3 Tips for Working With Your Real Estate Agent

by Guest Author on April 29, 2013

You want to sell your home, but you’re not very experienced with this sort of thing. So, you hire a real estate agent. That’s fine, but you had better know what you’re getting yourself into. The real estate market is confusing, and agents don’t always explain what’s going on and why. Some of the better ones do, and you want to hold on to them like they are your lifeboat on a sinking ship – because, in many cases, they are. Still, even when you find a good one, you should know what questions to ask and know how to set your expectations. Here are some tips for working with your real estate agent:

Understand How Your Agent Gets Paid

Very few agents get paid on salary. It’s just the nature of the business. With that said, your agent isn’t evil just because he works on commission. Yes, they must close a deal to get paid, and yes this does motivate some agents to make less than ethical decisions, but you can nullify this if you know it upfront.

Ask your agent what he expects to make on the deal if he sells you a home (or if he successfully sells your home). This sets the tone of your relationship with the agent. It’s unlikely that the agent will refuse to tell you. Moreover, once it’s out in the open, you can have a frank discussion about it.

You obviously want to pay the lowest possible fee while still making sure the agent is incentivized to go a good job for you. Ask him point blank: “how much can you save me on this deal?” Some agents won’t budge. Some can’t due to agency restrictions.

Get an Agency Agreement

If you’re buying a home, expect to sign a buyer’s agreement. It’s required. It creates a relationship between you and your real estate agent. It also explains the agent’s duties and responsibilities to you as a client.

If you’re selling your home, you should also sign an agreement, called a seller’s broker agreement. If you buy or sell a home, and you don’t have an agreement, don’t ask that the agent show you homes. You might find yourself in quite a quandary – “procuring cause.”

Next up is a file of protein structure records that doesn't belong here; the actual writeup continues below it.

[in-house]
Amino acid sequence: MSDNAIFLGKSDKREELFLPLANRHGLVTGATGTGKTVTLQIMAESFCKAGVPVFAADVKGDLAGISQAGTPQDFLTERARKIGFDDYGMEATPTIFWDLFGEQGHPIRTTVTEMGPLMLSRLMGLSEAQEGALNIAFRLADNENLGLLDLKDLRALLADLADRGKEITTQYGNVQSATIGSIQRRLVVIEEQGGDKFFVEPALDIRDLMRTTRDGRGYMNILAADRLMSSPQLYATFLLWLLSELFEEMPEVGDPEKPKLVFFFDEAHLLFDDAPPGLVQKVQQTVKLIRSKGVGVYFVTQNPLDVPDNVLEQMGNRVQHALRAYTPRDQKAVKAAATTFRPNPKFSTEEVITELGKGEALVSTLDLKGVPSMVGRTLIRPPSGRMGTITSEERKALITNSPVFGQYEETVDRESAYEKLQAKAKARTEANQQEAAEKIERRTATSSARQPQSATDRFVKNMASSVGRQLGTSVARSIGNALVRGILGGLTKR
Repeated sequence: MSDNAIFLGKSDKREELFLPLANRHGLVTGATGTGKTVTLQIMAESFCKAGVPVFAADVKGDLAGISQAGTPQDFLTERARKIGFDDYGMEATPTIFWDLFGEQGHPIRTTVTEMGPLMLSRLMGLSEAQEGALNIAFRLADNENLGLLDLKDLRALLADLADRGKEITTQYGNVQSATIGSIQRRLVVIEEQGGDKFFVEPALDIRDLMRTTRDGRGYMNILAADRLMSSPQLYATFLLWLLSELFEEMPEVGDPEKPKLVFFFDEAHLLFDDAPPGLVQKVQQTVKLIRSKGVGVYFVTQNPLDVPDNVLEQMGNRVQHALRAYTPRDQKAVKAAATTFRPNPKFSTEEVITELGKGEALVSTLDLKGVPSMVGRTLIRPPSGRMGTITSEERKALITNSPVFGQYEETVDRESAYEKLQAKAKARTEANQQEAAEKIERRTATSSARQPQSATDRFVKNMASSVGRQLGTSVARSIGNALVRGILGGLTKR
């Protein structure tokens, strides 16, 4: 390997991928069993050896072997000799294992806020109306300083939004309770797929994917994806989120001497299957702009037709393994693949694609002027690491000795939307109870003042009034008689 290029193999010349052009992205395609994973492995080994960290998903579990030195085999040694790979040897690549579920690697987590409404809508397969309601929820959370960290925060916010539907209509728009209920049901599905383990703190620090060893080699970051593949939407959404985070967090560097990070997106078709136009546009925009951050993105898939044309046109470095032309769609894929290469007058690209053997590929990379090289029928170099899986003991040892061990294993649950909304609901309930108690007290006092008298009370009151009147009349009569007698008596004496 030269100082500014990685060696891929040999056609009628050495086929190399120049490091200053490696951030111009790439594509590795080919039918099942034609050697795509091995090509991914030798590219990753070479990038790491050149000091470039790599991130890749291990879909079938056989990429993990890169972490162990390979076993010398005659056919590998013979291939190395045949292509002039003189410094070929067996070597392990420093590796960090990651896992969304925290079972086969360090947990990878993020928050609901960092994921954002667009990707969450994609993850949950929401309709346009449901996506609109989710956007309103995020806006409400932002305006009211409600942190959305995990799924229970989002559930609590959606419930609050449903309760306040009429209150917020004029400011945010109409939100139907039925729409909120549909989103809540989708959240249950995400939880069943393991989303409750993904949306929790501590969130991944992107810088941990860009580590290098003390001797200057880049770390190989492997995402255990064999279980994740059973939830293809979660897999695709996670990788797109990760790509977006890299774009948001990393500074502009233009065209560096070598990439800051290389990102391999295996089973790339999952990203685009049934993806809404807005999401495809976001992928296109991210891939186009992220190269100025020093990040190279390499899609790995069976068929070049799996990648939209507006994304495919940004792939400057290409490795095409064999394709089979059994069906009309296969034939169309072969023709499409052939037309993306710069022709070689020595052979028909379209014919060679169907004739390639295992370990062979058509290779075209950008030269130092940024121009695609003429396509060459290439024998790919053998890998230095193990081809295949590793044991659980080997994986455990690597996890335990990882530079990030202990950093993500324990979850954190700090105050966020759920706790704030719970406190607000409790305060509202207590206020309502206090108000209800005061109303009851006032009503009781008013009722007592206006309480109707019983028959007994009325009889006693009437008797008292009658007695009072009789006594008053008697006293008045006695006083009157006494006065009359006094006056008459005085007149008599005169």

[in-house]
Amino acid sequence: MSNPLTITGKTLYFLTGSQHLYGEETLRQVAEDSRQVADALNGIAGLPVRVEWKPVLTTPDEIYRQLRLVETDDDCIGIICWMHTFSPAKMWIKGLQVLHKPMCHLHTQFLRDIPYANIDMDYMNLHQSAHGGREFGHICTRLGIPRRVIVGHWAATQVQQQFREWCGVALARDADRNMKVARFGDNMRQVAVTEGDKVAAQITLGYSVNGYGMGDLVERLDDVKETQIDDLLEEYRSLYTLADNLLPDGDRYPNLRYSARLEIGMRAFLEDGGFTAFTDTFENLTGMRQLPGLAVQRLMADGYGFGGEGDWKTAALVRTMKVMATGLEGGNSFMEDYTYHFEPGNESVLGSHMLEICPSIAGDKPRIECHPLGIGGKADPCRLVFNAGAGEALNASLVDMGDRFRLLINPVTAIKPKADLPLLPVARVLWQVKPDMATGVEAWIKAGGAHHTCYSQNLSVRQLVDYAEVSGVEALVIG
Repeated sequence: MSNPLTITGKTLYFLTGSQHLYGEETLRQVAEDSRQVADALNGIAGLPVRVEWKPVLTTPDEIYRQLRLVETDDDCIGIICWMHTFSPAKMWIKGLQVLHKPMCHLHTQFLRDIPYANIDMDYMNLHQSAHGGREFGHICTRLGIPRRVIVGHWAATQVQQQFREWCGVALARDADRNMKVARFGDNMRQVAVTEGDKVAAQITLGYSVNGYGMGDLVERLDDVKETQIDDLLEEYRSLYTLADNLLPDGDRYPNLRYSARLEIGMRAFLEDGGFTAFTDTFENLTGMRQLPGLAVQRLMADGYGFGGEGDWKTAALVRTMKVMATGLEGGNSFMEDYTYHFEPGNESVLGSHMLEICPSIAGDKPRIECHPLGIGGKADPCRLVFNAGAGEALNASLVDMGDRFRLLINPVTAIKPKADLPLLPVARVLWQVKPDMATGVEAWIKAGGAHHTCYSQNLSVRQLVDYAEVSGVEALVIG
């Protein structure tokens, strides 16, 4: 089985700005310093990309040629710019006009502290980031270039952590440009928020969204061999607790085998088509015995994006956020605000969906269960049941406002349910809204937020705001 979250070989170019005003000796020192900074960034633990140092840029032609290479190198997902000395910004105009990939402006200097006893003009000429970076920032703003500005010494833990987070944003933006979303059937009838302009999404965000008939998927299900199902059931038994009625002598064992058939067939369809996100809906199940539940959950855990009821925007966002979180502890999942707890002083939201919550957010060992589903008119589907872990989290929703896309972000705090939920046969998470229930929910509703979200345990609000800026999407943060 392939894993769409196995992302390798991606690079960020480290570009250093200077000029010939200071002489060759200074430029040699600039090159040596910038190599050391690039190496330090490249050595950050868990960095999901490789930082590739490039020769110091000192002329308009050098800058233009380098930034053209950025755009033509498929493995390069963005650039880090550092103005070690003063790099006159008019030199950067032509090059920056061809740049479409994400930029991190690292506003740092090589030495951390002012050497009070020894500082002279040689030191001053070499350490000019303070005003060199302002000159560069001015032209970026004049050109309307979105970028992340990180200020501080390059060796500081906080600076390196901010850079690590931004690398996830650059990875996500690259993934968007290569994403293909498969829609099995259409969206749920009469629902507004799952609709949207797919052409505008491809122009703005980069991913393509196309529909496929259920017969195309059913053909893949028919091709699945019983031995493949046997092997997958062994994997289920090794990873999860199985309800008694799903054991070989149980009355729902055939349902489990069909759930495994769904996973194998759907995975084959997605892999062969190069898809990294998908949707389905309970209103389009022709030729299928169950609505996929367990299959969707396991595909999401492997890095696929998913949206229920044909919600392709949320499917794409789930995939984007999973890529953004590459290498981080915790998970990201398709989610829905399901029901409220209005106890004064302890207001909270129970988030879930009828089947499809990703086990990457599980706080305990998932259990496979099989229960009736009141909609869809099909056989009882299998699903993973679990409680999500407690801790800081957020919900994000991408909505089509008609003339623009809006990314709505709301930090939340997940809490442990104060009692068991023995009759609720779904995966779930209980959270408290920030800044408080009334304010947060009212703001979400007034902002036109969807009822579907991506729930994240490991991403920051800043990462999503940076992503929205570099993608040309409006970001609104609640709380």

Basically, whoever caused you to buy or sell your home is the agent that gets the commission – a legally enforceable dispute. That procuring cause may end up costing you (as a seller) a lot of money if there’s ever a dispute. Even if you’re the buyer, it’s going to stall the closing process if another agent disputes who actually made the sale.

Set The Ground Rules

Set the ground rules before you even agree to work with an agent. Find out if you can switch agents if you become dissatisfied. Some agents won’t allow you to do this – ditch them. Find an agent who is willing to work for your business and make sure you’re satisfied.

Some agents will go so far as to pick you up at your home when showing you houses for sale. Some don’t. Make sure you know the scoop before you agree to work with him. You don’t want to sit there waiting for your agent on your doorstep while she’s on her way to the first home.

Let your agent know how you want to communicate – via email, phone, or mail or a combination of the three. Finally, set realistic goals as to when you would like to close the deal and move into your new home.

About the Author: Tom Schooley is a property investor that has developed a keen eye for choosing agents. His articles mainly appear on property investment blogs and websites.

Bottom line is, if you are thinking about selling a house, or buying one, you should be engaging a real estate agent.  If you need help finding a real estate agent, websites like sundaybell.com can certainly help by allowing you to interview real estate agents, provide you tips on the types of questions you should be asking and more.  See for yourself how a few minutes up-front can save you both time and money in the long run…oh, and by the way, it’s a free service so why not give it a try.

{ 1 comment… read it below or add one }

Marc A. Donald May 26, 2013 at 4:52 am

Nice tips, but what I think the most important is that since the biggest financial move in your life is buying or selling a property, So you need to find some time to interview at least 3 agents before choosing one to deal with. Choose someone who’s familiar with the area you want to buy/sell your property in, also a good real estate agent should be aware of other technicalities such as inspection, negotiation. What really matters before all this that you need to be comfortable dealing with this agent.


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